NAR isn't alone when it says the desire to save the commission can backfire on sellers. Research by two University of Texas instructors found sellers realize little net gain when they turn to limited-service agents to perform some--but not all--the tasks needed to bring a contract to closing.The study found limited-service listings sold for 1.7 percent less than full-service listings and took 17.1 percent longer to sell. Additional research may be warranted, said James Ford, a lecturer in the College of Business at the University of Texas at San Antonio, and Ron Rutherford, a professor of finance. But for now, they say, it seems that limited-service brokerage offers "no dollar advantage."Of course, not everyone does worse in the attempt to go it alone. At the top of the market, where even fixer-uppers are selling within hours, it's tough for sellers to make a mistake.

But forget for a moment that NAR's findings might be seen as self-serving. For argument's sake, let's say the Realtors are right, that in the effort to save 6 percent--the reason cited most frequently by what NAR calls "unrepresented sellers" for selling their homes themselves--sellers lose 16 percent.The mystery here is this: If you figure that would-be buyers automatically knock 6 percent off their offers to FSBOs because they know there's at least that much fat in their asking price, where goes the remaining 10 percent?One glaring clue appears to be the inability of FSBOs to market their houses as widely or as professionally as, well, the professionals.

Nearly two-thirds of the unrepresented sellers in the Realtors' study used yard sales to alert would-be buyers that their homes were on the market. And almost half used word-of-mouth. Some also advertised in their newspapers or for-sale-by-owner magazines. A third held open houses, and a small number used direct mail.These are all good tools. But fewer than one in five listed his or her home on the Internet, either with its own Web site or on one such as ForSaleByOwner.com. Yet, the NAR study found that three of four buyers--77 percent--went house hunting on the Web. So go-it-alone house peddlers are missing a big part of the market.Virtually everyone who uses the Internet to house hunt is in the game, the survey found. They're not tire kickers; they're actively looking for properties for sale. And they want photos, detailed property information, virtual tours, interactive maps and neighborhood information before they make that first phone call or hop in the car.Internet users in the survey visited more houses than nonusers--a median of 11 versus 6, with 1 in 10 touring at least 25 properties before making a decision. And once they jumped behind the wheel, three of four went to see something that caught their attention while online.Interestingly, the sites used most frequently by home searchers are controlled by brokers. Realtor.com, NAR's official site, was visited most often, followed by the sites operated by local multiple-listing services, real-estate companies and real-estate agents.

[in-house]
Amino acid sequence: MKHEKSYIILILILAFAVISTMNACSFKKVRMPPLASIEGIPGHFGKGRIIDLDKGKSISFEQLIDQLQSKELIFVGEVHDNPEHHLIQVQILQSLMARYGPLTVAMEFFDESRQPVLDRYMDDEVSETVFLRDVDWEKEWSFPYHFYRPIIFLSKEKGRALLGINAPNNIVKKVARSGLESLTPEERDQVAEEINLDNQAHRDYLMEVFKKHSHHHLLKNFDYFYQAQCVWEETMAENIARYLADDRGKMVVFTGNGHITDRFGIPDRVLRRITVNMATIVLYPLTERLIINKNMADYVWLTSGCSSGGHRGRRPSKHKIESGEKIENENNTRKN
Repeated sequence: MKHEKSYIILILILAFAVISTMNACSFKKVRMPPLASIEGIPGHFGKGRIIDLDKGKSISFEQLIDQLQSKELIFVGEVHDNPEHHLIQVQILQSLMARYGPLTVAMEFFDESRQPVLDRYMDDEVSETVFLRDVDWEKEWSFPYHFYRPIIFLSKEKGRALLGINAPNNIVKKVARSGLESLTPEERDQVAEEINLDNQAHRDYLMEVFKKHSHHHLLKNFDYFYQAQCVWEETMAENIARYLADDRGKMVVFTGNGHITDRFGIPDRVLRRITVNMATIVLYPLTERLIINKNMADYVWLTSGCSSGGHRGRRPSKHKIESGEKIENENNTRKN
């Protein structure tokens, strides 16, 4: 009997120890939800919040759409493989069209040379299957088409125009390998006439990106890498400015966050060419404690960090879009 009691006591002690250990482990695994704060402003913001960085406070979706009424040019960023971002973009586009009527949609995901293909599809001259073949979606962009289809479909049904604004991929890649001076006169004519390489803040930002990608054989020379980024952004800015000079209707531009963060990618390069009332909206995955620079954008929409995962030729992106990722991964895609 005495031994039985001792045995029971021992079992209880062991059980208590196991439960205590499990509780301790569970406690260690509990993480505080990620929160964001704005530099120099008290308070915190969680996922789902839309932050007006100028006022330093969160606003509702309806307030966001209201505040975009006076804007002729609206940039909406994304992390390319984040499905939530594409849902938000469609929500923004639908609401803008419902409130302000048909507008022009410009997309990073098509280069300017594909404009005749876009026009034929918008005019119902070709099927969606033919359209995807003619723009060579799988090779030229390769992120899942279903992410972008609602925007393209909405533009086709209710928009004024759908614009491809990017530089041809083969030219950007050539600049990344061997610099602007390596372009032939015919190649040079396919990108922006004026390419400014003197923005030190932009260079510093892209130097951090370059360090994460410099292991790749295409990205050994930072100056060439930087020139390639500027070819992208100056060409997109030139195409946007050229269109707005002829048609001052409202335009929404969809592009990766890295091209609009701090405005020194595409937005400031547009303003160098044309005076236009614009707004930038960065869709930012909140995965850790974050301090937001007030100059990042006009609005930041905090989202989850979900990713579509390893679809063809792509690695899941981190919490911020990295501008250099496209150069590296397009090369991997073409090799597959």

Of course, to list a property on these sites, a seller must sign up with a broker, a full-service office at full commission or a discount firm that charges a smaller fee.FSBOs in the NAR survey also said they had more difficulty in completing the necessary paperwork, preparing their homes for the market and setting the price than they did in attracting buyers. It's hard to see how handling the paperwork affects the selling price, but staging the house so prospects see it in its best light and determining the correct asking price can have a profound effect.

Face it, many folks don't know how to make their homes show well. They fail to remove the clutter, for example, or put away all those personal items that distract visitors. Mostly, though, they cannot view their places as the commodities they become once they are on the market. To them, the house is wonderful as it is, so they don't look at it through a buyer's eyes.If there is a fatal mistake, though, it's probably that FSBOs don't price their properties correctly. Sambrotto contends they tend to price their houses too high. But too high or too low, do-it-yourselfers simply don't have the resources to determine a fair asking price.While there are a number of Internet sites--Sambrotto's is one--with valuation tools to help owners determine what their homes are worth, most agents have the best tool of all--the multiple-listing service.Agents aren't always right. Indeed, they can misread the market too. But they have a sense of the market that nonprofessionals can't match.